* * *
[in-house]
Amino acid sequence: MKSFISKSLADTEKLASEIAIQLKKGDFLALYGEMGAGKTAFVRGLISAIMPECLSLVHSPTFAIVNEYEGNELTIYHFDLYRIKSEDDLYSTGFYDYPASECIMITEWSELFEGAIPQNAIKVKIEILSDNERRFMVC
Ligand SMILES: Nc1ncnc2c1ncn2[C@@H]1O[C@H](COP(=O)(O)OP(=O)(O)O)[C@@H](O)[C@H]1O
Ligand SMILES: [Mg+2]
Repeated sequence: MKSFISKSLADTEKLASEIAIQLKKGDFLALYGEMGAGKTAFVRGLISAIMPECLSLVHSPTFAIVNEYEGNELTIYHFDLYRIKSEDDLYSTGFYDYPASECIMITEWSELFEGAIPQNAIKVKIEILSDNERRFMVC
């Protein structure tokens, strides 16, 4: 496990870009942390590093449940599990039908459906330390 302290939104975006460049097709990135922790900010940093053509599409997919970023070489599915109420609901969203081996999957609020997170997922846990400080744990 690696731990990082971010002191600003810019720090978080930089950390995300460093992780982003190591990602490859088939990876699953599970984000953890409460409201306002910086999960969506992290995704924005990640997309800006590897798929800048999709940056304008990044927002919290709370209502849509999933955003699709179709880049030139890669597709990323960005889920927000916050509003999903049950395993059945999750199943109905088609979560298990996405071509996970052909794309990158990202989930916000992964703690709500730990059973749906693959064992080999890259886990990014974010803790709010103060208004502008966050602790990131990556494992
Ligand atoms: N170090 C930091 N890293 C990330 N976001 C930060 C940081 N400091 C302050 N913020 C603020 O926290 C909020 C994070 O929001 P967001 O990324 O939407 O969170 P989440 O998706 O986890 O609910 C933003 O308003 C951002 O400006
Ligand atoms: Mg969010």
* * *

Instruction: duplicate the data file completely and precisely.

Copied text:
[in-house]
Amino acid sequence: MKSFISKSLADTEKLASEIAIQLKKGDFLALYGEMGAGKTAFVRGLISAIMPECLSLVHSPTFAIVNEYEGNELTIYHFDLYRIKSEDDLYSTGFYDYPASECIMITEWSELFEGAIPQNAIKVKIEILSDNERRFMVC
Ligand SMILES: Nc1ncnc2c1ncn2[C@@H]1O[C@H](COP(=O)(O)OP(=O)(O)O)[C@@H](O)[C@H]1O
Ligand SMILES: [Mg+2]
Repeated sequence: MKSFISKSLADTEKLASEIAIQLKKGDFLALYGEMGAGKTAFVRGLISAIMPECLSLVHSPTFAIVNEYEGNELTIYHFDLYRIKSEDDLYSTGFYDYPASECIMITEWSELFEGAIPQNAIKVKIEILSDNERRFMVC
């Protein structure tokens, strides 16, 4: 496990870009942390590093449940599990039908459906330390 302290939104975006460049097709990135922790900010940093053509599409997919970023070489599915109420609901969203081996999957609020997170997922846990400080744990 690696731990990082971010002191600003810019720090978080930089950390995300460093992780982003190591990602490859088939990876699953599970984000953890409460409201306002910086999960969506992290995704924005990640997309800006590897798929800048999709940056304008990044927002919290709370209502849509999933955003699709179709880049030139890669597709990323960005889920927000916050509003999903049950395993059945999750199943109905088609979560298990996405071509996970052909794309990158990202989930916000992964703690709500730990059973749906693959064992080999890259886990990014974010803790709010103060208004502008966050602790990131990556494992
Ligand atoms: N170090 C930091 N890293 C990330 N976001 C930060 C940081 N400091 C302050 N913020 C603020 O926290 C909020 C994070 O929001 P967001 O990324 O939407 O969170 P989440 O998706 O986890 O609910 C933003 O308003 C951002 O400006
Ligand atoms: Mg969010």